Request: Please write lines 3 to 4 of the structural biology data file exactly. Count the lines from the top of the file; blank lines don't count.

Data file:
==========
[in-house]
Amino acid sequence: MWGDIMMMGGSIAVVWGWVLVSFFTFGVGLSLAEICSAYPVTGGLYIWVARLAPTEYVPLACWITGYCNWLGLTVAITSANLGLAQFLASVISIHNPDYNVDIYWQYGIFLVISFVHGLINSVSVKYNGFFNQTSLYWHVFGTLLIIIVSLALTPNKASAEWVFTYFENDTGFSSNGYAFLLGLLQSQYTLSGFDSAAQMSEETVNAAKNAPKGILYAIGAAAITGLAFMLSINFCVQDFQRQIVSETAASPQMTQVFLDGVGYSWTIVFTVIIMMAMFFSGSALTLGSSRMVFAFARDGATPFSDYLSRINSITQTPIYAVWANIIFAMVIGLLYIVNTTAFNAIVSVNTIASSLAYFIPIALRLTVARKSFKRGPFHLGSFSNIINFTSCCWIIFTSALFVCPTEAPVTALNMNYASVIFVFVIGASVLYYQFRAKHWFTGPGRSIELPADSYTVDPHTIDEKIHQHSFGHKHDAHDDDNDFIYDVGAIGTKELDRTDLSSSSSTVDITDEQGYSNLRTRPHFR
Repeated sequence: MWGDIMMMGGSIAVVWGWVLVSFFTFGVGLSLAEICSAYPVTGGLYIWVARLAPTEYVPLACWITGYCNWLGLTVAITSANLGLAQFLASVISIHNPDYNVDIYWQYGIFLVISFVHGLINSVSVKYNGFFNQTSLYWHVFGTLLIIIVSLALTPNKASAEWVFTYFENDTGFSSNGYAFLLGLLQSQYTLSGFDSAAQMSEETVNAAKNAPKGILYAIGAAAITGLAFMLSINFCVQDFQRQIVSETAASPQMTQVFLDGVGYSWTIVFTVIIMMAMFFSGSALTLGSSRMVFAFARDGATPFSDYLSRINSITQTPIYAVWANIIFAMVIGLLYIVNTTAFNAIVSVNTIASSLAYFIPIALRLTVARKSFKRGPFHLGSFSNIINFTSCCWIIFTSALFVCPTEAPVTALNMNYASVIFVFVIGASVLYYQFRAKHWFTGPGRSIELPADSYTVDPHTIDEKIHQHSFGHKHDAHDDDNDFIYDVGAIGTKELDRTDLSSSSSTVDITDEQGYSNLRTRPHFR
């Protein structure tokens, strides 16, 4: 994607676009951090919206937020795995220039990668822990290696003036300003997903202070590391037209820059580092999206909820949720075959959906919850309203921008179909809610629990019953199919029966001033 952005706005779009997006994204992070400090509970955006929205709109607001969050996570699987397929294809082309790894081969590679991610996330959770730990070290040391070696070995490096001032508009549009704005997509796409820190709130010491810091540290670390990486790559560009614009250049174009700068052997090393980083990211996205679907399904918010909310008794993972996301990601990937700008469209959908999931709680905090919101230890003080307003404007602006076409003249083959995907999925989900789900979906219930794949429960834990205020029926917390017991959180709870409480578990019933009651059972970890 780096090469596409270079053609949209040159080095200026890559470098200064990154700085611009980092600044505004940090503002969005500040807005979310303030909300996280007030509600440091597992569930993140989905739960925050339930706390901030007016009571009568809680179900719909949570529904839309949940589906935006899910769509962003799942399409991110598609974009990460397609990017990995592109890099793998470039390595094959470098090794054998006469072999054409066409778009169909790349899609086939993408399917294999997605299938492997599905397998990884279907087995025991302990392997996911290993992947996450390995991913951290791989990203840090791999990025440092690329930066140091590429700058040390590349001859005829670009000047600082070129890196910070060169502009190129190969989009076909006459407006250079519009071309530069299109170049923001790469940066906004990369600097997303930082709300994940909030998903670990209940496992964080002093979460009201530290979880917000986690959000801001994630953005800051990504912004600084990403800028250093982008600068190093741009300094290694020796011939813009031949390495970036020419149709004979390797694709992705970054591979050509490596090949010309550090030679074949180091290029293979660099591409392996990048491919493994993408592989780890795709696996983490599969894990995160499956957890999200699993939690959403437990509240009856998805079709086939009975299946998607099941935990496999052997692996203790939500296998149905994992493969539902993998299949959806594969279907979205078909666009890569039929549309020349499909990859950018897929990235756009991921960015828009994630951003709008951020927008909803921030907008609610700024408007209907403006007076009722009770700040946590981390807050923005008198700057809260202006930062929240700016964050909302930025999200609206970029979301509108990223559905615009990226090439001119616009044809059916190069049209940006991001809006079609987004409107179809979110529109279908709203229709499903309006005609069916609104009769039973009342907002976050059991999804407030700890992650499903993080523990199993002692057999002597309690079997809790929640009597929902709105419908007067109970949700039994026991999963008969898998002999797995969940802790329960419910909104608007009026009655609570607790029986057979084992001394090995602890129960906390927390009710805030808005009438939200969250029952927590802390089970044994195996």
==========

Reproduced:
Repeated sequence: MWGDIMMMGGSIAVVWGWVLVSFFTFGVGLSLAEICSAYPVTGGLYIWVARLAPTEYVPLACWITGYCNWLGLTVAITSANLGLAQFLASVISIHNPDYNVDIYWQYGIFLVISFVHGLINSVSVKYNGFFNQTSLYWHVFGTLLIIIVSLALTPNKASAEWVFTYFENDTGFSSNGYAFLLGLLQSQYTLSGFDSAAQMSEETVNAAKNAPKGILYAIGAAAITGLAFMLSINFCVQDFQRQIVSETAASPQMTQVFLDGVGYSWTIVFTVIIMMAMFFSGSALTLGSSRMVFAFARDGATPFSDYLSRINSITQTPIYAVWANIIFAMVIGLLYIVNTTAFNAIVSVNTIASSLAYFIPIALRLTVARKSFKRGPFHLGSFSNIINFTSCCWIIFTSALFVCPTEAPVTALNMNYASVIFVFVIGASVLYYQFRAKHWFTGPGRSIELPADSYTVDPHTIDEKIHQHSFGHKHDAHDDDNDFIYDVGAIGTKELDRTDLSSSSSTVDITDEQGYSNLRTRPHFR
């Protein structure tokens, strides 16, 4: 994607676009951090919206937020795995220039990668822990290696003036300003997903202070590391037209820059580092999206909820949720075959959906919850309203921008179909809610629990019953199919029966001033 952005706005779009997006994204992070400090509970955006929205709109607001969050996570699987397929294809082309790894081969590679991610996330959770730990070290040391070696070995490096001032508009549009704005997509796409820190709130010491810091540290670390990486790559560009614009250049174009700068052997090393980083990211996205679907399904918010909310008794993972996301990601990937700008469209959908999931709680905090919101230890003080307003404007602006076409003249083959995907999925989900789900979906219930794949429960834990205020029926917390017991959180709870409480578990019933009651059972970890 780096090469596409270079053609949209040159080095200026890559470098200064990154700085611009980092600044505004940090503002969005500040807005979310303030909300996280007030509600440091597992569930993140989905739960925050339930706390901030007016009571009568809680179900719909949570529904839309949940589906935006899910769509962003799942399409991110598609974009990460397609990017990995592109890099793998470039390595094959470098090794054998006469072999054409066409778009169909790349899609086939993408399917294999997605299938492997599905397998990884279907087995025991302990392997996911290993992947996450390995991913951290791989990203840090791999990025440092690329930066140091590429700058040390590349001859005829670009000047600082070129890196910070060169502009190129190969989009076909006459407006250079519009071309530069299109170049923001790469940066906004990369600097997303930082709300994940909030998903670990209940496992964080002093979460009201530290979880917000986690959000801001994630953005800051990504912004600084990403800028250093982008600068190093741009300094290694020796011939813009031949390495970036020419149709004979390797694709992705970054591979050509490596090949010309550090030679074949180091290029293979660099591409392996990048491919493994993408592989780890795709696996983490599969894990995160499956957890999200699993939690959403437990509240009856998805079709086939009975299946998607099941935990496999052997692996203790939500296998149905994992493969539902993998299949959806594969279907979205078909666009890569039929549309020349499909990859950018897929990235756009991921960015828009994630951003709008951020927008909803921030907008609610700024408007209907403006007076009722009770700040946590981390807050923005008198700057809260202006930062929240700016964050909302930025999200609206970029979301509108990223559905615009990226090439001119616009044809059916190069049209940006991001809006079609987004409107179809979110529109279908709203229709499903309006005609069916609104009769039973009342907002976050059991999804407030700890992650499903993080523990199993002692057999002597309690079997809790929640009597929902709105419908007067109970949700039994026991999963008969898998002999797995969940802790329960419910909104608007009026009655609570607790029986057979084992001394090995602890129960906390927390009710805030808005009438939200969250029952927590802390089970044994195996």